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Zmiany w AXA (Amateur Exoplanet Archive)


Ori2711
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Najnowsze wieści ze świata egzoplanet.

 

Bruce Gary założyciel AXA (Amateur Exoplanet Archive) ogłosił iż w związku ze zbliżającymi się jego 70tymi urodzinami, przekazuje częściowo pieczę nad serwisem w ręce Caltech.

 

Generalnie twierdzi, że wybiera się na zasłużoną emeryturę ;) i jego dotychczasowa aktywność na AXA zostanie ograniczona do niezbędnego minimum. Głównie chciałby poświęcić swój czas na obserwacje prowadzone ze swojego przydomowego obserwatorium oraz na skończenie swojej drugiej już książki "Exoplanet Observing for Amateurs".

 

Więcej tutaj - http://brucegary.net/AXA/x.htm#AXA_Submission_Statistics

 

Oto list otwarty jaki kieruje do swoich czytelników oraz użytkowników serwisu:

 

Dear AXA Observers,

 

This is an announcement of my intention to discontinue one important aspect of the Amateur Exoplanet Archive (AXA): the plots. I will continue to accept data files, but starting July 17 I won’t process them in a way that leads to updated plots, such as TTV and depth, length and shape parameters versus date, nor will I update tables of observations and transit parameter solutions. This will save me about 30 minutes of processing time per data file submission (e.g., about 300 hours per year). However, I am committed to processing data files in a way that allows me to submit them to Caltech’s IPAC computer for inclusion in the NStED archive of exoplanet observations, which is a web site that professionals use when searching for data on specific exoplanets.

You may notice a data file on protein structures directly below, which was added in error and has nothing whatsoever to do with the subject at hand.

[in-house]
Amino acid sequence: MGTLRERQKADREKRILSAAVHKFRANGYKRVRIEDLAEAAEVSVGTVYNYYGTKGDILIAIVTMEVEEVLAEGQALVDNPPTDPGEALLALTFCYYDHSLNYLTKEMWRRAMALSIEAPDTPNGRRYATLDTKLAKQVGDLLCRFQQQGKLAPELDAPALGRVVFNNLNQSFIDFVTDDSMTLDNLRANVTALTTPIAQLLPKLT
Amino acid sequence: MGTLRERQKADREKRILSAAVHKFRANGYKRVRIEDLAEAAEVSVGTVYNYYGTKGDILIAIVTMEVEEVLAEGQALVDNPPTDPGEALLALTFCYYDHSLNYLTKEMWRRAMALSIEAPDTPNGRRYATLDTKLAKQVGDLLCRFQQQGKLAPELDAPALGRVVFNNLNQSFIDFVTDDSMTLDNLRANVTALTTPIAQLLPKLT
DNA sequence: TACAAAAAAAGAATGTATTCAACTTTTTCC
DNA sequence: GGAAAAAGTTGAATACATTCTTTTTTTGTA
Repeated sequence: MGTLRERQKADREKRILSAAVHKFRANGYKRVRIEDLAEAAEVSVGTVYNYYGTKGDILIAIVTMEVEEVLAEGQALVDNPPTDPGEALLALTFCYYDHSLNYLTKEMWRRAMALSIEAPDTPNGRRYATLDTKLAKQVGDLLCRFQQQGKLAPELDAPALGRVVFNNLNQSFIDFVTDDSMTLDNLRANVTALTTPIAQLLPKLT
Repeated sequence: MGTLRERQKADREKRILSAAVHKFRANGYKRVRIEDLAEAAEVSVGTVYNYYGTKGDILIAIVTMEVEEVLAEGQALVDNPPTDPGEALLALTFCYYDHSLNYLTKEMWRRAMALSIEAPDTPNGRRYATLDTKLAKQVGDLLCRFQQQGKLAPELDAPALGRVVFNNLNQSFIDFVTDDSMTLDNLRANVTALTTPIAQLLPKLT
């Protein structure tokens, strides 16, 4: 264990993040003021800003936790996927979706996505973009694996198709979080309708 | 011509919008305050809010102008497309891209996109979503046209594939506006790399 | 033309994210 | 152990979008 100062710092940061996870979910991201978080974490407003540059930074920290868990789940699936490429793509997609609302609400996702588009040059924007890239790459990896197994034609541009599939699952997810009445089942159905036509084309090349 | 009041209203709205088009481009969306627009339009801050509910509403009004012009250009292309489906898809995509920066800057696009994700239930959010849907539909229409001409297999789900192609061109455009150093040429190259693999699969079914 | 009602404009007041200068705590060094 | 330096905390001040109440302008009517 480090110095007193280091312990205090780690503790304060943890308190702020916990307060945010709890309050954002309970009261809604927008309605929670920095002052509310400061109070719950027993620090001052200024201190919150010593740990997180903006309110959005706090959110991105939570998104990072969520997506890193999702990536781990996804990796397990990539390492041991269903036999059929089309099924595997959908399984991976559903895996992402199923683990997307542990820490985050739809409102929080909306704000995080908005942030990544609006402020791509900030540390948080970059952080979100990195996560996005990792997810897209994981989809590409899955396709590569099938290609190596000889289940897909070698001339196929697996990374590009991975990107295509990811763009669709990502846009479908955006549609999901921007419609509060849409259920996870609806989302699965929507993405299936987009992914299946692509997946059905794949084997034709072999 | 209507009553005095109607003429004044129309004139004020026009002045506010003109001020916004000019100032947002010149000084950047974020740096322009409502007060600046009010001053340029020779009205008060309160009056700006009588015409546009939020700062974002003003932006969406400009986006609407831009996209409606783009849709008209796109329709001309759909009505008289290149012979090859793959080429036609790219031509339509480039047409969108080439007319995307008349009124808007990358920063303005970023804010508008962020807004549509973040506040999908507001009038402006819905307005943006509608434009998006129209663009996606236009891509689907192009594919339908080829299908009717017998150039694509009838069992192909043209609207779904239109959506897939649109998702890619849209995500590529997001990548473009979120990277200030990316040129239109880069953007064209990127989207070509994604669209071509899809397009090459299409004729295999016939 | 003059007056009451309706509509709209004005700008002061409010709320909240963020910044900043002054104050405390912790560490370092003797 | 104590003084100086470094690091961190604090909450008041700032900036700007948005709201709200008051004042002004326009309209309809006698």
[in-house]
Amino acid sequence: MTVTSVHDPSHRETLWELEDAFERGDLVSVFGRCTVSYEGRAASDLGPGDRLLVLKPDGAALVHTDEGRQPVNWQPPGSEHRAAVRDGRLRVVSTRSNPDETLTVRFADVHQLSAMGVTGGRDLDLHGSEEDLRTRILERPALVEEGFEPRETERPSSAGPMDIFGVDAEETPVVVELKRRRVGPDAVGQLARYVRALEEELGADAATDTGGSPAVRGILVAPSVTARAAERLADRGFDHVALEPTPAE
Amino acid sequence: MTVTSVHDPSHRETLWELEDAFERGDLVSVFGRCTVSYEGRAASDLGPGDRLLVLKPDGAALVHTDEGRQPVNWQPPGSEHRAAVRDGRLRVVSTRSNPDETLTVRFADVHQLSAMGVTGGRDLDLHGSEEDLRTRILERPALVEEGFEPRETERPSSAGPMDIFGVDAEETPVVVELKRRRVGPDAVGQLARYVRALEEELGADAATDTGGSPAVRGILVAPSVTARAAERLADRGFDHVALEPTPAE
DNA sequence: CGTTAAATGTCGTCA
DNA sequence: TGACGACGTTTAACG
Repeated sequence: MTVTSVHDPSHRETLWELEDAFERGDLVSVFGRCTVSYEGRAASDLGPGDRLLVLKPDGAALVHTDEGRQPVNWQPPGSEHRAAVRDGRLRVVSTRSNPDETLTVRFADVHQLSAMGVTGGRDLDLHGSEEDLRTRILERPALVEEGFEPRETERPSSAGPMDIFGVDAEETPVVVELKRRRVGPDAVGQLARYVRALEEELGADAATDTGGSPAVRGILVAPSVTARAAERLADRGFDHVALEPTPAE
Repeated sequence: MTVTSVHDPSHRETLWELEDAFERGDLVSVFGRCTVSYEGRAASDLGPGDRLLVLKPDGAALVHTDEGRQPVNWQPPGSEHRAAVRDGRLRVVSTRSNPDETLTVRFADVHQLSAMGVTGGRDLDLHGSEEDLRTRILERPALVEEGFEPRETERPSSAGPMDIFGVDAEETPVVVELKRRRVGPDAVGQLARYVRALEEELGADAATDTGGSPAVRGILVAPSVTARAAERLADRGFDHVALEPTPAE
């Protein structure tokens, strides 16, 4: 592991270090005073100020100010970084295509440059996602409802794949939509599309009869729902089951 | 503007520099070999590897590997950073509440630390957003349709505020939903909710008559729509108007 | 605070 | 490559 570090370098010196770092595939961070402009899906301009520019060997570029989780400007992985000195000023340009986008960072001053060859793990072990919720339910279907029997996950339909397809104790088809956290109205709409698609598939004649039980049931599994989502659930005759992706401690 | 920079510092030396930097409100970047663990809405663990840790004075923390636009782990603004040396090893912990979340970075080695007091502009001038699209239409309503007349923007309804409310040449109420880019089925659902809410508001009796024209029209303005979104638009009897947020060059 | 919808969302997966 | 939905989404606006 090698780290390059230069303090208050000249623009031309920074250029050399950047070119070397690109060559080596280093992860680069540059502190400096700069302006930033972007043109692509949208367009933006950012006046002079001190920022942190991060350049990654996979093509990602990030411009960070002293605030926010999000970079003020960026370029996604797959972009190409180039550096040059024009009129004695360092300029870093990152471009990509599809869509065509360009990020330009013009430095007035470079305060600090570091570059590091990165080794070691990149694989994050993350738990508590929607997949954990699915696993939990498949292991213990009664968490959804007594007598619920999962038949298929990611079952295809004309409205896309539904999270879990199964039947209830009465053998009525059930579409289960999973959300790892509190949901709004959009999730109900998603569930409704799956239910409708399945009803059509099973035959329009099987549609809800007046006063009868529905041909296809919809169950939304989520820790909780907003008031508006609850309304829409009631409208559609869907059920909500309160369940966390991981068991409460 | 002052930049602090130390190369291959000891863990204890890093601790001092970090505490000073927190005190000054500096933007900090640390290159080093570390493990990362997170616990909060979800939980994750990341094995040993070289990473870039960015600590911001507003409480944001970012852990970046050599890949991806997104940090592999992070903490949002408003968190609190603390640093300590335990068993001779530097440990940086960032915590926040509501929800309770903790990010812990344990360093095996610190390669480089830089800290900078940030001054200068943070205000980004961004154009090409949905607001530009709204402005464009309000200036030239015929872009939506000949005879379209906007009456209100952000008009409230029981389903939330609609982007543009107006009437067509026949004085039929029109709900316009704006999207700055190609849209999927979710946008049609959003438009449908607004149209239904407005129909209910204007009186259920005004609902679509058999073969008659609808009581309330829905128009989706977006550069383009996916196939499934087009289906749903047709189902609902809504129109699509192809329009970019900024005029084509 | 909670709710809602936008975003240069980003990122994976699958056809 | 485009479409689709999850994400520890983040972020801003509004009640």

This reduced level of processing on my part is in response to an increasing rate of data file submissions to the AXA. As I write this I have a backlog of 8 data files, all of which arrived in the past two days. I am gratified by the growth of AXA during the past two years, but this growth is straining my ability to keep up with data processing and web page updates.

 

The need for an automated system was apparent 1.5 years ago, when I approached the AAVSO to ask if they could host the AXA. Their funding did not allow this, so I inquired at JPL, which led to an agreement with Caltech to add an AXA component to their IPAC NStED archive. The plan for this archive was to automatically accept data submissions from amateurs and provide graphical displays of fitted light curves. The NStED supports data file downloads in a way that meets professional astronomer needs. Therefore, the NStED/AXA is supposed to incorporate most of the AXA features in an automated manner, which would relieve me from manual processing and also accommodate the projected growth of amateur data submissions.